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Essyad, Ahmed

Born in Salé, Morocco in 1938, Ahmed Essyad has lived in France since 1962.

Essyad possess a vigorous double musical culture, both Arabic-Islamic - at the Rabat Conservatory, and western - at the Paris Conservatory, where from 1962 he was a pupil of Max Deutsch for composition and analysis, soon becoming a privileged disciple of the latter, who transmitted to him the great lesson of Schönberg, fortifying his innate sense of rigour, of respect for professionalism, of artistic and intellectual integrity, all of which has no doubt contributed - in addition to genuine, material problems - to limit his impeccably produced output. He effects with ever increasing perceptiveness a synthesis of Arabic-Berber music - of which he is an eminent connoisseur - and European music, as represented by the great Viennese classical-romantic tradition that culminates in Schönberg and his disciples

Vocal works form three-quarters of Ahmed Essyad’s output. Max Deutsch’s teaching confirmed his passion for the voice. For over thirty years, the precept received from his only master (in addition to his native soil) - according to whom «music is vocal, otherwise it has no existence» - has guided his composing. Another, concomitant guide has been his preoccupation with the memory of his cultural origins, imbued as they are with the presence of the soil and the people who inhabit it.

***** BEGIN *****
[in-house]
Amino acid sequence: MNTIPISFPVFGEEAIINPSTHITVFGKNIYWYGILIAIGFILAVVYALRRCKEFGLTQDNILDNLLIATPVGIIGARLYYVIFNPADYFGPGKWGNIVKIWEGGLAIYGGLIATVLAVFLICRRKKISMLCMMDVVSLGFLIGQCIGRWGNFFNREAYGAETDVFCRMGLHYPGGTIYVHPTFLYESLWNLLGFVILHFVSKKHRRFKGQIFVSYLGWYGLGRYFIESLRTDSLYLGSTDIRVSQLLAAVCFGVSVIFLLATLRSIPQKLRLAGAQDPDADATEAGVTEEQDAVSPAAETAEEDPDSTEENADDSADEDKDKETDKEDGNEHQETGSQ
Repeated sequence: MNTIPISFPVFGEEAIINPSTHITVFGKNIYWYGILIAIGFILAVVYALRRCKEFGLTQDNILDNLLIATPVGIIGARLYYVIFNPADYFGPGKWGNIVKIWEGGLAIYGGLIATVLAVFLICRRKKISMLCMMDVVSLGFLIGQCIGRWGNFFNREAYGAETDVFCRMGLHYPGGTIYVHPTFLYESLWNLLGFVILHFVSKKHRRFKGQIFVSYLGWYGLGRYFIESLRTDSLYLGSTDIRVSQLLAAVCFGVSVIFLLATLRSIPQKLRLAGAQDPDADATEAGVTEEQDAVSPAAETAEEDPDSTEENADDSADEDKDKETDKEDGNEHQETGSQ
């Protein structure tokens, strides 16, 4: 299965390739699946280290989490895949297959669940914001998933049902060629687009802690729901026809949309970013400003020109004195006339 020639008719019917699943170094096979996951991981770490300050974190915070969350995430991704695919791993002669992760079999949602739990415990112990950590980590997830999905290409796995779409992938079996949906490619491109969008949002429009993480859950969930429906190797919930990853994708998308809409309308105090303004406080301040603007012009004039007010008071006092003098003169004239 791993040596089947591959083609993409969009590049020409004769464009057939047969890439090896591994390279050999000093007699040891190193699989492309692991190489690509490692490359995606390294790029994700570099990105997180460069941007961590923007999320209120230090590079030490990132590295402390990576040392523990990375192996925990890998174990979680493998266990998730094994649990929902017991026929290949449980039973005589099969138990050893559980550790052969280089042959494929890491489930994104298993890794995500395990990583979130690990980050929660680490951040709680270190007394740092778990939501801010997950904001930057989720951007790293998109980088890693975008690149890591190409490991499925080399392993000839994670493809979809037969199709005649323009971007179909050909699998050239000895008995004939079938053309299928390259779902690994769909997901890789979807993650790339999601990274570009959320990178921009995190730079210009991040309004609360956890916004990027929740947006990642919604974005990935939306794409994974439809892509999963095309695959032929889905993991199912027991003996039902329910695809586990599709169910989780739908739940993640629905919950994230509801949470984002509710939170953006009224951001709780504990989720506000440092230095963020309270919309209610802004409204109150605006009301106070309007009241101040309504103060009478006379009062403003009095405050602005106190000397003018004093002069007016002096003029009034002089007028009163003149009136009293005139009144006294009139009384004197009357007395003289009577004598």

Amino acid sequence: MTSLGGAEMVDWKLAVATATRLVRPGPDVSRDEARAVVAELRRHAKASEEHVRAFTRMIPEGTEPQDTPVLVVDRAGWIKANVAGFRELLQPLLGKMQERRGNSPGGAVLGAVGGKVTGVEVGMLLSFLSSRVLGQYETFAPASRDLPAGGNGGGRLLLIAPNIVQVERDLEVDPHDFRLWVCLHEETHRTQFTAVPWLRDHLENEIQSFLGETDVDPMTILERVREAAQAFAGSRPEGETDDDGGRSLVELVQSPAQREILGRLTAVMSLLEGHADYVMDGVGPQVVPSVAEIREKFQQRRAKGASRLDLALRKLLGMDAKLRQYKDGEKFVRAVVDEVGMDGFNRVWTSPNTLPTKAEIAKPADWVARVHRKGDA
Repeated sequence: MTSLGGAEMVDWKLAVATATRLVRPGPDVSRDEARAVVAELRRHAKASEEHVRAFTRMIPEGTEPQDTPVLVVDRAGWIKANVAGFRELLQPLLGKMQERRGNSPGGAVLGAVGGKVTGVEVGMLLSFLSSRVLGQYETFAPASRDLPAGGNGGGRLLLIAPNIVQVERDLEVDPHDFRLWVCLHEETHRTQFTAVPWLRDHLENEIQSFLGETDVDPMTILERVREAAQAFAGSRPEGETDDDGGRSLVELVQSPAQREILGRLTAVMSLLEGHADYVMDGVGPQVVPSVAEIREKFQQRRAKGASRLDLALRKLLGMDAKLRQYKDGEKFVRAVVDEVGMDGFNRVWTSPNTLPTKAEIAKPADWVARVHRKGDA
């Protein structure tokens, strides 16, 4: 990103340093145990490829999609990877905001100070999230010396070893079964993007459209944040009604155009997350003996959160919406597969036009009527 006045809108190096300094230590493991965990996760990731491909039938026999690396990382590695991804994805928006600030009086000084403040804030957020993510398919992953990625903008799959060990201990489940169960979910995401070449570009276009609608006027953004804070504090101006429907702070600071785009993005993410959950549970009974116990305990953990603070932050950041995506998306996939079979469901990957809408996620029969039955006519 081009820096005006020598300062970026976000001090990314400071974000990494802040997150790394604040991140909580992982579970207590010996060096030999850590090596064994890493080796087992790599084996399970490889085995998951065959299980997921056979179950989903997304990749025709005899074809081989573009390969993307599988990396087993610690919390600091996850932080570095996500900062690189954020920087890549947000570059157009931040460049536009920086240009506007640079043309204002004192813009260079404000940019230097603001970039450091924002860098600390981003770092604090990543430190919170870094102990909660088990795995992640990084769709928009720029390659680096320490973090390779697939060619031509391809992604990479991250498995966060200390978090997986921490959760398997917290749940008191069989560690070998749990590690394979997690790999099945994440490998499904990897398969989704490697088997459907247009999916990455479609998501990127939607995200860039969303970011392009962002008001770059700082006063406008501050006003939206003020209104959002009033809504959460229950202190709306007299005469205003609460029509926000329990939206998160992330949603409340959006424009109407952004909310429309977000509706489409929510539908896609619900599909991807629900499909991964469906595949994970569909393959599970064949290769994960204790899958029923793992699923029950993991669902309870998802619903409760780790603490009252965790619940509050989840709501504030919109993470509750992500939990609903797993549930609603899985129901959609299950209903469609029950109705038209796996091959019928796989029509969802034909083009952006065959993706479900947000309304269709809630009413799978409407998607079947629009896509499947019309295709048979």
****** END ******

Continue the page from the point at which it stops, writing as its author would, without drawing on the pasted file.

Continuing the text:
For Ahmed Essyad «a cultural synthesis which does not place the consideration of mankind in the vanguard, which does not enrich the present with new experiences, will not be able to produce the double astonishment, from one continent to another - that territory where man can at long last lose himself».

From 1991 to 1994, he was composer in residence at the Chartreuse de Villeneuve-lèsAvignon, for which he prepared a «lumière opera» with a libretto by Bernard Noël, L’Exercice de l’Amour.

Ahmed Essyad is an Officier in The «Ordre des Arts et Lettres». He is currently in residence on the island of Réunion in ordre to compose an oratorio in commemoration of the 150th anniversary of the abolition of slavery